At the end of the 1950s, when the teenage Sinclair was already a prolific producer of electronics and in the early stages of starting his own electronics business, he took the entirely understandable route for a cash-strapped engineer and entrepreneur and began writing for a living. He wrote for electronics and radio magazines, later becoming assistant editor of the trade magazine Instrument Practice, and wrote electronic project books for Bernard’s Radio Manuals, and Bernard Babani Publishing. It is this period of his career that has caught our eye today, not simply for the famous association of the Sinclair name, but for the fascinating window his work gives us into the state of electronics at the time.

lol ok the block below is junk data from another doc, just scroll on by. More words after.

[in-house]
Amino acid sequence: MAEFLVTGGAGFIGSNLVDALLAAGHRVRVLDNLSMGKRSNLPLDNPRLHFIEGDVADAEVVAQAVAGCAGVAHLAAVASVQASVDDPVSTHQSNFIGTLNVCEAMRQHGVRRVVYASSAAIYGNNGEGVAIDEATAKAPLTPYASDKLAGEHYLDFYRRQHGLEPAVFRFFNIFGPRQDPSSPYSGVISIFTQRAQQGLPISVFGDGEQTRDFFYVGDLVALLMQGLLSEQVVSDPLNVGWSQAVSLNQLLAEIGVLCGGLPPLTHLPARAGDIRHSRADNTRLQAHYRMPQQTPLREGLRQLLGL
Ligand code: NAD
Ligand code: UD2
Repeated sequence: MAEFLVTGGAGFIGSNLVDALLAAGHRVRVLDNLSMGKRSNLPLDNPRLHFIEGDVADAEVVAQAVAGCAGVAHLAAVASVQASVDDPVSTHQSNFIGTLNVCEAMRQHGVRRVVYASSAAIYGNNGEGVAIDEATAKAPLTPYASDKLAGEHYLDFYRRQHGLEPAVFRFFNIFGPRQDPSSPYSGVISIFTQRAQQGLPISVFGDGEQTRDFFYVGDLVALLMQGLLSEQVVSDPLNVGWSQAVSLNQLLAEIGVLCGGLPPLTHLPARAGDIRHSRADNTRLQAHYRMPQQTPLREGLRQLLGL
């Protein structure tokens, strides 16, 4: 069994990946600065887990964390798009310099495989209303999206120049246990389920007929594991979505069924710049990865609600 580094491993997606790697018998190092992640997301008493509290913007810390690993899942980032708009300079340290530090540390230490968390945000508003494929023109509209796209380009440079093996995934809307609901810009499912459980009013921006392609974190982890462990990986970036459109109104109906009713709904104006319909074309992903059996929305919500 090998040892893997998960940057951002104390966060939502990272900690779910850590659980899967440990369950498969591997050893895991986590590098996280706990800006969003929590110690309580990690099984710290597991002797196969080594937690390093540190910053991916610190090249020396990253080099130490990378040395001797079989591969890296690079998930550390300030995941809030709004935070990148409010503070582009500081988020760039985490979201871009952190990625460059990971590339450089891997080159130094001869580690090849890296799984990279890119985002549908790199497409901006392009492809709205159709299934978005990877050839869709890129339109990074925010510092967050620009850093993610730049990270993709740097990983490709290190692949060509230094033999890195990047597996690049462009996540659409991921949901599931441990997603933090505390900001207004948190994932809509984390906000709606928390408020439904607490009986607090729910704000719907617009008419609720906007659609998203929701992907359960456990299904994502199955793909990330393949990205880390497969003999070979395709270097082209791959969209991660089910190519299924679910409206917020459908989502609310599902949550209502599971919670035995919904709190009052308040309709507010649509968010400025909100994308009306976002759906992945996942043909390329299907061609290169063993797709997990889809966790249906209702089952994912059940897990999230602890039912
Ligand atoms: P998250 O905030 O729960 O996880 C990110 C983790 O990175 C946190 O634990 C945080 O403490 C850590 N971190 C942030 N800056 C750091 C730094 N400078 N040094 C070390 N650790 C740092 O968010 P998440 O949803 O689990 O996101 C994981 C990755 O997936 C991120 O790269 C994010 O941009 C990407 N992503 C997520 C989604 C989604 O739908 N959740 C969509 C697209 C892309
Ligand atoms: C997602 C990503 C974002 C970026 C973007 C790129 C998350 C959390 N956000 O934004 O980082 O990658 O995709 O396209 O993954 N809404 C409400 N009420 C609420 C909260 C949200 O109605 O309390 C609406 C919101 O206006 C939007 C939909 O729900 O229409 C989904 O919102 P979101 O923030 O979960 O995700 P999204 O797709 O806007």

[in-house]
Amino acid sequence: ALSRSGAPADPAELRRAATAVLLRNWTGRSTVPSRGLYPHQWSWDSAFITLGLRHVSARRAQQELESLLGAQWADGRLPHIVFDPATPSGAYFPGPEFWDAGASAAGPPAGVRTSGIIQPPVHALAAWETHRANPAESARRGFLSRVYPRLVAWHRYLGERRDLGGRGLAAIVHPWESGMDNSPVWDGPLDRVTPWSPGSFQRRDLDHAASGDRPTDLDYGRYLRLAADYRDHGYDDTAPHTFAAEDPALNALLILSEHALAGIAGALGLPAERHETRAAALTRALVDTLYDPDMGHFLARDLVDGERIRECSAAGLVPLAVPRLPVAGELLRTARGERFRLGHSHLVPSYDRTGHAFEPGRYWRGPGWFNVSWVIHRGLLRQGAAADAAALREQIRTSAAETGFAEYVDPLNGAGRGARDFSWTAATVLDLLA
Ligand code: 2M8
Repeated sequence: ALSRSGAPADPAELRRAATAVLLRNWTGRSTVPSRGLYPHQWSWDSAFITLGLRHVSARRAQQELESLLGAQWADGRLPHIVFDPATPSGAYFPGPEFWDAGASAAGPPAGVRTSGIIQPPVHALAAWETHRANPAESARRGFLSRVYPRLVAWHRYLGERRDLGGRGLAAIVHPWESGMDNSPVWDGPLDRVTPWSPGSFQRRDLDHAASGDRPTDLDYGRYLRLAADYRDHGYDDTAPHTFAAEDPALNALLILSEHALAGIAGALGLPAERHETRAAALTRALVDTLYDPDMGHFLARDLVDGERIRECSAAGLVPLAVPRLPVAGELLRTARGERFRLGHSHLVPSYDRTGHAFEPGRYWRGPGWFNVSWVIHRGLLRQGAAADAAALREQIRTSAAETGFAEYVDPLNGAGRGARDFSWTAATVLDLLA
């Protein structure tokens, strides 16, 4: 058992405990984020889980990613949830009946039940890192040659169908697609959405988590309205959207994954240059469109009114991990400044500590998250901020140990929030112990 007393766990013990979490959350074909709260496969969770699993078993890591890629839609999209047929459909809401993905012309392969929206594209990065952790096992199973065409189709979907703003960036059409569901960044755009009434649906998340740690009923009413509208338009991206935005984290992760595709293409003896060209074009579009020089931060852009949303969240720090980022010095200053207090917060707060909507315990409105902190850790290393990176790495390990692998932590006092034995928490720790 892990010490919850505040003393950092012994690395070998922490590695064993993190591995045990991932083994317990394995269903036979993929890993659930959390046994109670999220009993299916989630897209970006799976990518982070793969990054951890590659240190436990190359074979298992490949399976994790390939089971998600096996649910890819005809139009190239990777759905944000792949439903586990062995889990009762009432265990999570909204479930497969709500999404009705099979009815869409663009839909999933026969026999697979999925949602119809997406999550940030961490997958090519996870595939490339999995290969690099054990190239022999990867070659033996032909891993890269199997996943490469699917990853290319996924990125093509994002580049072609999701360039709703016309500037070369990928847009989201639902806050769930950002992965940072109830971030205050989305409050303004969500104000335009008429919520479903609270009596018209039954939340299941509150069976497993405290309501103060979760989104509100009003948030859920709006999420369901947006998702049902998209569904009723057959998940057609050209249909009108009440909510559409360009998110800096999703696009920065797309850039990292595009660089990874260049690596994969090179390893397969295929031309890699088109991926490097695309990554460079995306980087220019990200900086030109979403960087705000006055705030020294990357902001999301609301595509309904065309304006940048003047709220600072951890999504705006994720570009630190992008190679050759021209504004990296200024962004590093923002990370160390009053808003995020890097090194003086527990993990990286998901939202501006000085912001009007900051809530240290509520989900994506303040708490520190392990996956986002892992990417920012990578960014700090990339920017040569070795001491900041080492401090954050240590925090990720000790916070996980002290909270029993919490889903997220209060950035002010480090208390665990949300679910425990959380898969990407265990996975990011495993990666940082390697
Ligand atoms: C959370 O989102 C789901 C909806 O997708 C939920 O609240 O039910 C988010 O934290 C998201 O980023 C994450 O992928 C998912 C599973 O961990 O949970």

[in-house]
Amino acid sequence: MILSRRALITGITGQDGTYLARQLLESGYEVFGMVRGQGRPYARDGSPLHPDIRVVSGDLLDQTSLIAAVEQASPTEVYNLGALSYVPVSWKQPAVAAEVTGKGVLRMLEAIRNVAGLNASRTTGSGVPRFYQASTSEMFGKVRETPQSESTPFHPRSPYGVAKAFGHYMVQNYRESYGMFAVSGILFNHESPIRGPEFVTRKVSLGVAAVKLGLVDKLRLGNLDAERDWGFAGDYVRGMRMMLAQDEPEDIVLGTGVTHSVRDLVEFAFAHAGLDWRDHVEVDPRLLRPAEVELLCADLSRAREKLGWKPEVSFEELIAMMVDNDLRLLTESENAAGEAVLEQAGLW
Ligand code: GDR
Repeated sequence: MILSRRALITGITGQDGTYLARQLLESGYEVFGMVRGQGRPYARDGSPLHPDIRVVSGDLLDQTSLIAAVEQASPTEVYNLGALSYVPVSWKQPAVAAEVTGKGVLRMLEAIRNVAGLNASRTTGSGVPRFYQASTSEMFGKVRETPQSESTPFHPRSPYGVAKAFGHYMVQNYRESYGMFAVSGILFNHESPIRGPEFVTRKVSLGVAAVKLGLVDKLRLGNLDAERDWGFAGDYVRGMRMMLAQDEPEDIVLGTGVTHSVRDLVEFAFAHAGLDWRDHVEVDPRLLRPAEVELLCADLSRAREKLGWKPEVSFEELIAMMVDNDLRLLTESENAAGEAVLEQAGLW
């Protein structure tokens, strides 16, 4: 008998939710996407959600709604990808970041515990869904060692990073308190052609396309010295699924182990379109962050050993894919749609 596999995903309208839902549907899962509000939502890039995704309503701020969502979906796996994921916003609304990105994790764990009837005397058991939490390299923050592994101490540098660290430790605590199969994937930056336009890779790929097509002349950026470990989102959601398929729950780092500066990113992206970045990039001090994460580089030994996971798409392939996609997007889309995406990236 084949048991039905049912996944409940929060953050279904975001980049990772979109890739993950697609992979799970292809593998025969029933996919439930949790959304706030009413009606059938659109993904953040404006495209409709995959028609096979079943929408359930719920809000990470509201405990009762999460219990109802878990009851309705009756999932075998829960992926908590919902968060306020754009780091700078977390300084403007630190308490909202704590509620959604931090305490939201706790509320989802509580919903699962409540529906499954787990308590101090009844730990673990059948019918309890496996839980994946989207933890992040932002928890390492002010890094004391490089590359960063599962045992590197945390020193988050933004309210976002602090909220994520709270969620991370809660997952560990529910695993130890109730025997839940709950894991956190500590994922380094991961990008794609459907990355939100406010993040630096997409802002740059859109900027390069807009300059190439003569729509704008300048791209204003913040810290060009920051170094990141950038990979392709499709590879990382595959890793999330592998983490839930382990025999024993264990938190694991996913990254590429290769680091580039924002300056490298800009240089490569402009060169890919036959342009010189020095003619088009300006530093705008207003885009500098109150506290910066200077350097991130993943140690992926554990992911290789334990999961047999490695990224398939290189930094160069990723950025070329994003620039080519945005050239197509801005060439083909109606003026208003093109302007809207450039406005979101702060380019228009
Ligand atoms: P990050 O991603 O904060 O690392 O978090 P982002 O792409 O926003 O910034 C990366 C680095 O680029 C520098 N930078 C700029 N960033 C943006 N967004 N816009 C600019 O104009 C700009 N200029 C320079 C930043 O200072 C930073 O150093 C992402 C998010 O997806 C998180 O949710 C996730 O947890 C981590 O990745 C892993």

[David Prutchi] writes in to tell us about his recent experiments with building lenses for thermal imaging cameras, which to his knowledge is a first (at least as far as DIY hardware is concerned). With his custom designed and built optics, he’s demonstrated the ability to not only zoom in on distant targets, but get up close and personal with small objects. He’s working with the Seek RevealPro, but the concept should work on hardware from other manufacturers as well.
In his detailed whitepaper, [David] starts by describing the types of lenses that are appropriate for thermal imaging. Glass doesn’t transmit the wavelengths that thermal camera is looking for, so the lenses need to be made of either germanium or zinc selenide. These aren’t exactly the kind of thing you can pick up at the local camera shop, and even small lenses made of these materials can cost hundreds of dollars. He suggests keeping an eye out on eBay for surplus optics you could pull them out of to keep costs down.